Sacramento residents are leaving vacation on the table when the year ends, a habit that is not good for business, according to a nonprofit travel group.
The city ranks 14th nationally in terms of not using all the vacation earned. Sacramento workers leave 55 percent of their vacation time unused, according to the report “Under-Vacationed America.”
The findings from the project: Time Off looks at vacation behavior for all 50 states and the 30 largest metropolitan areas. Not taking time off saps a worker of needed rest time, thereby affecting worker productivity.
A total of 61 percent of California workers left vacation days unused in 2016, which is higher than the national average of 54 percent. The state placed 13th nationally in terms of not using time earned.
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“This growing stockpile of unused paid leave threatens workers’ productivity, creativity and energy, directly affecting not only the bottom line of California businesses, but also the state’s economic vitality,” said Caroline Beteta, president of Visit California.
Three cities in the state made the top 10 of workers leaving vacation unused. San Francisco was second nationally with 62 percent complaining that if they went on vacation, the work would be piled up upon return. Los Angeles was fourth with employees saying they have a greater fear of what the boss would think if they vacationed.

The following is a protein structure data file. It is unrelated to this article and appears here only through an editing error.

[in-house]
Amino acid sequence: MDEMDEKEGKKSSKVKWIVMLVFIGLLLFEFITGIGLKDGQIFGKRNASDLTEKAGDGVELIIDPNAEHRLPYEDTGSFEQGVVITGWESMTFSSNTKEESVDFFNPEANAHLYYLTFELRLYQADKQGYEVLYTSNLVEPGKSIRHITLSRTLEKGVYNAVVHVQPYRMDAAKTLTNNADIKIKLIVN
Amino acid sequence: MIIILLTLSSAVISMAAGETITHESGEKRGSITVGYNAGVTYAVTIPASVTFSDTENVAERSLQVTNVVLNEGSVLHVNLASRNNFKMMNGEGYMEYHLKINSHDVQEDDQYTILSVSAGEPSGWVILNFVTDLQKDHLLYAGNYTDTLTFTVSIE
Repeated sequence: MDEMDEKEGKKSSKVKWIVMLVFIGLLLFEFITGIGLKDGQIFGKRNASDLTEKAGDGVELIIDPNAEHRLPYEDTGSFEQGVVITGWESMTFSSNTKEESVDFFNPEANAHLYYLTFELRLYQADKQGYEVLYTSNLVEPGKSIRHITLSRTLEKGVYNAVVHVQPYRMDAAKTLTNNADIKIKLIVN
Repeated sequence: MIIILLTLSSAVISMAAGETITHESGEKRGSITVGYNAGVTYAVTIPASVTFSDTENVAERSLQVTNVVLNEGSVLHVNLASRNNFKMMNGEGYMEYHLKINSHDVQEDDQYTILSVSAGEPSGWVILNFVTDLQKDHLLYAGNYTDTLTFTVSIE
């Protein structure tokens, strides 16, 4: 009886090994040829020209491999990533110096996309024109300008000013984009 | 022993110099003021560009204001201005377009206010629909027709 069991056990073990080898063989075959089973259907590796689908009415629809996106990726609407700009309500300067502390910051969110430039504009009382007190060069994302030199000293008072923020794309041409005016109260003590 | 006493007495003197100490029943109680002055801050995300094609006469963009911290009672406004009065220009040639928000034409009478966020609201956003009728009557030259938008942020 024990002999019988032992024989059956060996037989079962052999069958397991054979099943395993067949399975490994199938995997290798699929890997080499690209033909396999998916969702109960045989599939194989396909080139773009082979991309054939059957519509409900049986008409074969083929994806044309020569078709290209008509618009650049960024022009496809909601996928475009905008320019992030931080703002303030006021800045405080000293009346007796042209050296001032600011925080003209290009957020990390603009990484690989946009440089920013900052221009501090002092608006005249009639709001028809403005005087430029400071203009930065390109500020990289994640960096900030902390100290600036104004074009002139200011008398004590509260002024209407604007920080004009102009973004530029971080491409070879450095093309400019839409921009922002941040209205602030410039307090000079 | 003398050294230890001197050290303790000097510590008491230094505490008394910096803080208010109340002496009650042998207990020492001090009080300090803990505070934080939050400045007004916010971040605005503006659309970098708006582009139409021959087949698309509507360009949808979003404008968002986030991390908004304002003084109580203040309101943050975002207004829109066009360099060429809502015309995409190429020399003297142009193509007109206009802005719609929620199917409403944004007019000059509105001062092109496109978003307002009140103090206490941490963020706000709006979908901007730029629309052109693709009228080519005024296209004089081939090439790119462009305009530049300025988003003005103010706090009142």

Riverside-San Bernardino was seventh nationally. Workers there are more likely than average to feel nobody else can fill in for them if they vacation.
The top state for leaving vacation time unused is Idaho with 78 percent of its workers leaving time on the books last year. Idaho workers particularly feel that they have to show a lot of dedication to their job and that their company culture does not foster time off.
The state where vacation is used most is Maine, where workers don’t worry as much about losing a raise or promotion.
Washington, D.C., tops the list of cities where vacation is unused. Government workers, such as the thousands in the nation’s capitol, have more generous roll-over policies than average, the report said.
The vacation roll-over policies allow for workers to not use vacation in a calendar year, but also not lose it.
Pittsburgh is the city where residents love to get away from the daily grind. They are less likely than average to worry about feeling guilty for getting away.
Top five reasons why Sacramento residents stop taking time off are:
1. Fear of returning to a mountain of work (41 percent)
2. It becomes harder to take time off as you grow within the company (38 percent)
3. Believing that no one can do the work that you do (34 percent)
4. Desire to show dedication (31 percent)
5. Cannot afford a vacation (24 percent)
Source: Under-Vacationed America report